The freeloaders trashing our beaches
JUST before the Splendour in the Grass music festival at Yelgun last year, a group of about 20 young people were setting up camp on the shores of Black Rocks, south of Pottsville.
With 10 tents between them and no visible toilet facilities, the revellers appeared to have every intention of camping illegally amidst the foreshore bushland for at least the duration of the three-day event.
That was until a furious resident rang Tweed Shire Council and insisted rangers moved them along.
That's one of many stories local residents tell of the growing problem of illegal camping between the remote coastal stretch of Pottsville and Wooyung.
Some claim it's now on a par with Byron Shire's illegal camping problem which the internationally recognised town has struggled with for years.
But while Byron has taken the gloves off (one councillor recently even publicly advocated for wheel clamping and fines to be quadrupled), some residents question Tweed council's commitment, and resources, to tackle the issue.
The illegal campers are accused of flattening and cutting down bushland and trees, lighting illegal camp fires, cutting through wire fences, leaving their rubbish including used toilet paper behind, and using sand dunes and bushland as public toilets.
Most galling of all is that many of the free campers don't even dig a hole before going to the toilet, sparking concerns about the spread of disease.
One Black Rocks resident was appalled when his 11-year-old daughter stepped on human faeces while walking to the beach.
The Tweed housing affordability crisis sometimes has seen local residents forced into desperate measures.
But the prevalence of Queensland number plates among the illegal campers suggests most are visitors who won't, or can't, pay for a legal camping site.
An inspection of the Tweed Coast Rd last week showed doused camp fires, flattened bushland and dumped rubbish in various pockets of supposedly protected Crown land.
One third-generation local resident, who did not want his name used for fear of retribution, said it's typical of the kind of wanton destruction by "freeloaders" going largely unpoliced in the area.
'John' says he has seen the problem grow increasingly worse over the years and believes council is not taking the problem seriously.
He was instrumental in calling a meeting with Mayor Katie Milne and senior council staff last September which resulted in a blitz on illegal camping just before Christmas.
While new signs warning of the illegality of camping have been erected, John said it was not enough and fines were not being enforced by council rangers.
The Tweed Daily News spoke to a man who claimed to spend only his days camped at the beach in his four wheel-drive.
But according to John, he's been there night and day for six months, despite him reporting the man to the council.
"Go back tonight and you'll see his campfire," he said.
The council issued a press release before Christmas warning of a crackdown on illegal campers.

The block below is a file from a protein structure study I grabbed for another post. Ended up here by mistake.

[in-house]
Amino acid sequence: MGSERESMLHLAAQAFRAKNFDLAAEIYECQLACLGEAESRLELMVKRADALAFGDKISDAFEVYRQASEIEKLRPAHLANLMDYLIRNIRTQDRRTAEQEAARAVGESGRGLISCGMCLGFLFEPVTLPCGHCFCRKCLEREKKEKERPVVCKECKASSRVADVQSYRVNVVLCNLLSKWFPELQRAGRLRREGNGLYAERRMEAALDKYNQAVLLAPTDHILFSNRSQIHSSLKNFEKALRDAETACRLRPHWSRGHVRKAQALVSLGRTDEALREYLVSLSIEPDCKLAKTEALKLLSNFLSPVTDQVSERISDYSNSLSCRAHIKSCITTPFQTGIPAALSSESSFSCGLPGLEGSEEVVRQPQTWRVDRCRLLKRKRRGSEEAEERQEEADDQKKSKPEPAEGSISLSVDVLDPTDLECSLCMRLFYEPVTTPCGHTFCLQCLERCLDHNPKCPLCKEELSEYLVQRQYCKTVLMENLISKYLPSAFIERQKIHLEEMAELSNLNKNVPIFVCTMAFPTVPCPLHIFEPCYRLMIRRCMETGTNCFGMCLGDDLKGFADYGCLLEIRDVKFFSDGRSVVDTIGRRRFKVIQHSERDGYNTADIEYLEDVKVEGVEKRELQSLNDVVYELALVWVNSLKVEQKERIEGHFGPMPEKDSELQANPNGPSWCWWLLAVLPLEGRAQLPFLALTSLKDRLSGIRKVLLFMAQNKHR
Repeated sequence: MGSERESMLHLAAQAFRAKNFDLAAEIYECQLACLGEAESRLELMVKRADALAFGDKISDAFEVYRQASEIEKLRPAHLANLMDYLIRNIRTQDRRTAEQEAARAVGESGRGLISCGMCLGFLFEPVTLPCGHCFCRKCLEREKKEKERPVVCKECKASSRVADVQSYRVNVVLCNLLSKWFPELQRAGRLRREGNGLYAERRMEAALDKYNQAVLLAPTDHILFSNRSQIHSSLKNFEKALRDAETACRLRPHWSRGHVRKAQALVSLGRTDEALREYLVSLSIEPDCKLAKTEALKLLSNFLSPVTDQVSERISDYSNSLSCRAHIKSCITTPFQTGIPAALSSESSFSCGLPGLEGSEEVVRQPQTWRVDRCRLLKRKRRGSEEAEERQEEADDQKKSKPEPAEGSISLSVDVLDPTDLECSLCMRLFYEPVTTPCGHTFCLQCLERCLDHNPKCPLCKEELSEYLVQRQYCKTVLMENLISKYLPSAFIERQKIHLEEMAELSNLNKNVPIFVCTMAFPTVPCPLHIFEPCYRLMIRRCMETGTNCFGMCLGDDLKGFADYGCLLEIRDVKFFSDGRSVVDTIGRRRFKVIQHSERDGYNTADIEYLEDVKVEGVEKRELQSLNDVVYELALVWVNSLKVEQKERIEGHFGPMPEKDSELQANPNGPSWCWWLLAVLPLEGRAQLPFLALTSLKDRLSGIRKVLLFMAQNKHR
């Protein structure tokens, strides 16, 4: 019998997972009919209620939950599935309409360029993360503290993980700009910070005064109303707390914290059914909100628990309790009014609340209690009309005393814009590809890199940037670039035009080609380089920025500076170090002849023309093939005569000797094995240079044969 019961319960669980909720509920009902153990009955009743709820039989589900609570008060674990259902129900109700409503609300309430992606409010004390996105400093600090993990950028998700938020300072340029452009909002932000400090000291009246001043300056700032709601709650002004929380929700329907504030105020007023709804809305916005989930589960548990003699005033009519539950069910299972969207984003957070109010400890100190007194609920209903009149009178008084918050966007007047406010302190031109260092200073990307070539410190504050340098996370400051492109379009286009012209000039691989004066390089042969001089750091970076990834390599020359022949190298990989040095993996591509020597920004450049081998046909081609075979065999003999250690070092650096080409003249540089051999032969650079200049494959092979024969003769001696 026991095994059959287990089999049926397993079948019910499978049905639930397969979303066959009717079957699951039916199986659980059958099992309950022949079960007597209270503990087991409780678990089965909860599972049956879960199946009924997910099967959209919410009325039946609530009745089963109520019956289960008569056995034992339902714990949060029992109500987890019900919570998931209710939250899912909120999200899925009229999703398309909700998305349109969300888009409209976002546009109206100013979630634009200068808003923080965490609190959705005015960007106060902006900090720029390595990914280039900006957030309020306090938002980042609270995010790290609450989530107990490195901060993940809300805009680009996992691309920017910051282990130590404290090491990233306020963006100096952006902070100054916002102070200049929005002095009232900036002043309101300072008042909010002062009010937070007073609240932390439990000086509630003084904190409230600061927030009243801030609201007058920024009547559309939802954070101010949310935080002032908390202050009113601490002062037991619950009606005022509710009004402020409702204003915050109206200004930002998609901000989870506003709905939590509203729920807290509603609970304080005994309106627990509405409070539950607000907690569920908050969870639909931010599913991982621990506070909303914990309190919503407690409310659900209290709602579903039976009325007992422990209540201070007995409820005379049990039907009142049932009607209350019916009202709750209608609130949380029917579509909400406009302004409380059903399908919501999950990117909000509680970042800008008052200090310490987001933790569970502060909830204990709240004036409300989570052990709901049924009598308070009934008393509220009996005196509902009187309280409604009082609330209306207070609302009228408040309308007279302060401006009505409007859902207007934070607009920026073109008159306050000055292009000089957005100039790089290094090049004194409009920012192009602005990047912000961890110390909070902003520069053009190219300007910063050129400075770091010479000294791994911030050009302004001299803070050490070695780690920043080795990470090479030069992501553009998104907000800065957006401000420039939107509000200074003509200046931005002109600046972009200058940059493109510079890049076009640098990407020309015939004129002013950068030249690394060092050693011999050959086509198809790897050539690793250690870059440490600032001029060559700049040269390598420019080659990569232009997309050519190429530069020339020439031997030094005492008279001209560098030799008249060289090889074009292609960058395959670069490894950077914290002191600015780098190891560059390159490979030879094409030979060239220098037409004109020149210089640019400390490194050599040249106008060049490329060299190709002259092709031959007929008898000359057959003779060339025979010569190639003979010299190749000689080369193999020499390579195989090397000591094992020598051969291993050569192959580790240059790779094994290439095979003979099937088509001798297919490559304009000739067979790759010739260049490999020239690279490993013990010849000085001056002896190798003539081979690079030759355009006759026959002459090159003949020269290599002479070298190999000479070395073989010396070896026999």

Pottsville Community Association president Chris Cherry, who also runs Wooyung Beach Holiday Park, said the blitz had had an impact, with visitors booking into her park after being confronted by rangers.
One visitor told her they had had been fined while another two had been warned.
"It felt like they were really taking some positive action," Ms Cherry said.
"It's not over but we've certainly noticed an improvement."
"They are (illegally) camping for weeks. They often have a fire, and when it gets dry you get nervous about it."
Dune clean ups at Wooyung routinely turn up damaged bushland and campers' dumped rubbish and human faeces.
"We make dog owners take their animal faeces with them it's just incredible they think they don't have to," Ms Cherry said.
A member of the Pottsville Community Dunecare group, who did not want to be named, said it was demoralising to see their good work vandalised by illegal campers.
"These people often have big dogs and they're often drugged up," she said.
"There's evidence of a lot of drug abuse in the bush."
She said council had proven responsive and proactive by blocking off problem bush tracks with rocks and fences.
"I think the rangers do a marvellous job but I also know they're at risk."
That's not an exaggeration.
In December, a Byron ranger was punched in the face and received a black eye and cut to his head.
The alleged offender was an illegal street camper who was arrested for assault.
Tweed Shire Council says it issued 20 fines to illegal campers between December and January, 13 of these in the Pottsville/Wooyung area.
The council said it had instigated the following program of action in the area:
• Increased site inspections and enforcement by rangers.
• Updated signage has been erected at entry points at Wooyung and South Pottsville.
• Council staff has liaised with the Pottsville Residents Association on an ongoing cleaning program.
• Media release and follow up Tweed Link article to promote this campaign.
"In addition, Council's Waste Unit has coordinated a series of clean ups of illegal dumping and rubbish in the nature reserves, and will respond to further incidences of dumping though Council's general customer request system," a spokesperson said.
"In terms of ongoing complaints of illegal camping, Council's Rangers will respond in a routine manner, but it needs to be recognised that Council's compliance resources have to be shared across the Shire, with only limited services available on weekends and public holidays."
Do you think the Tweed Shire has a problem with illegal campers? Email firstname.lastname@example.org